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May 11, 2017 © Copyright Glomacs

Delivering successful projects

It is evident with each passing year that the rate of change in organisations of all types continues to increase. So whilst competence in the core skills needed to manage day to day operations remains critical to on-going business performance, the ability to manage change becomes ever more dominant in determining longer term survival and growth. In the past, the ability to manage change was seen as a special skill set, only needed by ‘project people’; nowadays it is widely recognised that these skills are increasingly part of the ‘day job’ for all concerned.

Essential project management skills

Studies of project performance demonstrate the vital importance of six key elements in determining project success. These can be summarised as:

  • Clear goals that are understood and agreed by all the principal stakeholders
  • Realistic plans based on sensible assumptions and backed up by good risk management
  • Effective organisation involving the right people, with clearly defined roles and responsibilities
  • Pro-active controls with processes and procedures that emphasise problem prevention
  • Genuine teamwork that promotes partnership and synergy between all participants
  • Appropriate leadership that instils vision and promotes unity of purpose among those involved

Whilst these key elements may seem self-evident, the management of many projects often falls short in one or more areas with the result that those projects under-perform and, in the worst cases, completely fail. Successful projects require effective project managers who have mastered the skills needed to ensure that the ‘common sense’ described above is translated into common practice!

Developing effective project managers

For a given project, the development of the key elements identified above depends on the ‘primary management skills’ of everyone involved, but especially those of the project manager. It is convenient to classify these primary management skills into three types:

  • thought enabling skills: these skills involve the ability to conceive future goals, identify strategies and plans and select a preferred course of action. Skills such as creative thinking, the synthesis and evaluation of ideas, visualisation and strategic thinking, planning, estimating, risk identification and risk analysis all fall in this domain.
  • task executing skills: these skills involve the ability to identify, acquire and assign the resources required, to evaluate progress and to develop team performance. Skills such as organisation design and management, personnel and supplier appraisal, delegation and control of work, performance management and expertise in relevant technical areas all fall in this domain.
  • team energising skills: these skills involve the ability to define and communicate a vision, to motivate others to commit to achieving a goal and to work collaboratively to achieve synergy and build team performance. Skills such as listening, motivating, negotiating, coaching, mentoring, communicating, encouraging and empathising all fall in this domain.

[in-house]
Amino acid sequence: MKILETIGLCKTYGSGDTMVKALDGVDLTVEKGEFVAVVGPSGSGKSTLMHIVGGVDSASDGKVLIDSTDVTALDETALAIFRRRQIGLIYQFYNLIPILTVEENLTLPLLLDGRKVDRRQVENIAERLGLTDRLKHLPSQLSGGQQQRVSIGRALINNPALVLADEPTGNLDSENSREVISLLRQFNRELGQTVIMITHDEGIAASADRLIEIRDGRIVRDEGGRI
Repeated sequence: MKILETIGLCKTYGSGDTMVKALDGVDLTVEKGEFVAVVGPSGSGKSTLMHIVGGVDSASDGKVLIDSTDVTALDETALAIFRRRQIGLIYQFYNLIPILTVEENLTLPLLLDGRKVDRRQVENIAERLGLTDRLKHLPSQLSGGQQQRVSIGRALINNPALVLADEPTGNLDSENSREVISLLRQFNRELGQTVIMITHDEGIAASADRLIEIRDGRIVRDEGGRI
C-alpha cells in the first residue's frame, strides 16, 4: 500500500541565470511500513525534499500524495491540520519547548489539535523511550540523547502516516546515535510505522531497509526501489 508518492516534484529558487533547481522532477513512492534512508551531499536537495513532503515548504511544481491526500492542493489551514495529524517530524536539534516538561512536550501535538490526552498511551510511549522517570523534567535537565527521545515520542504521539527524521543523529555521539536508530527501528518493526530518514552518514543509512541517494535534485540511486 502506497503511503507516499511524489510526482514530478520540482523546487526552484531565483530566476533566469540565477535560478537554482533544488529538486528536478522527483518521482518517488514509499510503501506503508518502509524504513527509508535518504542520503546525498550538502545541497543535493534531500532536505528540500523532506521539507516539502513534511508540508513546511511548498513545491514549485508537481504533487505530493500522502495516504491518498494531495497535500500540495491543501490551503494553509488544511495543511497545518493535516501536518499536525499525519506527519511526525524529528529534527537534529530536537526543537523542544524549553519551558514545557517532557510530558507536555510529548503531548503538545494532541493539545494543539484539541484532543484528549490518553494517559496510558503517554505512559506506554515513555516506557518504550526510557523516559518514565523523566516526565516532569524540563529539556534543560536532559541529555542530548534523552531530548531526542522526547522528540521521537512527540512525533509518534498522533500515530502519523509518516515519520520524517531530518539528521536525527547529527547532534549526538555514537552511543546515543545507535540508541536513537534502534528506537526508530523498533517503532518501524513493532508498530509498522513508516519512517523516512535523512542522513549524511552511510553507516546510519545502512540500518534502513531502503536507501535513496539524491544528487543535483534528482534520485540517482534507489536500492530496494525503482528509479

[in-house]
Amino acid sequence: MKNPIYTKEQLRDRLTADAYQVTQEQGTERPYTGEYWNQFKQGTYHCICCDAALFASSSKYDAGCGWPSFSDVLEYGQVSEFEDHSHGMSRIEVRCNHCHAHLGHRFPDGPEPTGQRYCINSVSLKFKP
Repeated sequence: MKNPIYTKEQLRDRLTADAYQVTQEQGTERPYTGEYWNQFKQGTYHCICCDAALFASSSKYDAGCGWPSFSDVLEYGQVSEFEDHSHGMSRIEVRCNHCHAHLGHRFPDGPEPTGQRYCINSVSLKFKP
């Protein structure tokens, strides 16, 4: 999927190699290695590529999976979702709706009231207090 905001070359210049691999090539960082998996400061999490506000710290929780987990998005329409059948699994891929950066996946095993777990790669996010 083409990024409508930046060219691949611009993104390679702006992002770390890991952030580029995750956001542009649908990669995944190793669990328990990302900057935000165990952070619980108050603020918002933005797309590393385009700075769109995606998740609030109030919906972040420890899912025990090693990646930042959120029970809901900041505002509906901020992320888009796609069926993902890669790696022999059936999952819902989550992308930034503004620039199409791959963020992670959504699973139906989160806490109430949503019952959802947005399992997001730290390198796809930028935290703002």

The importance of context

Successful project managers adapt the way they exercise the primary management skills depending on the context within which they operate. This in turn requires the ability to understand the management needs

of the project, the broader aspects of the business (e.g. marketing, commercial, financial, health safety and environment (HSE), legal) and the social and business cultures within which the organisation operates.

The 3D+ project management model

The 3D+ project management (3D+PM™) model illustrates the inter-relationships between the six key management elements, the primary management skills and the style/method requirements related to context. Gaining commitment to clear goals, for instance, requires appropriate visualisation skills (blue) to see new possibilities combined with leadership skills (red) to agree priorities and organisational expertise (green) to recognise what is possible with available resources. With regard to context, in a small organisation, an informal style might be more appropriate whilst in a fast moving project environment an ‘agile’ methodology might work best.

The 3D+PM model provides a simple, holistic approach to project management that goes beyond the traditional focus on techniques and procedures and recognises the vital role of interpersonal skills in creating successful outcomes. It also offers a generic model that facilitates the need to adapt to the needs of the project and context involved. In so doing, 3D+PM offers a proven, effective framework for:

  • creating a unified corporate approach to project management and relevant skills development
  • training those involved in project work and developing their understanding of the full management skill-set they need for their particular role and responsibilities
  • appraising and benchmarking project management performance
  • identifying strengths and weakness in PM capability and developing a strategy for continuous improvement

3D+PM aligns with the ‘Bodies of Knowledge’ published by professional associations such as the Project Management Institute, the Association for Project Management and the International Project Management Association so can also be used to support personal development for project management accreditation.

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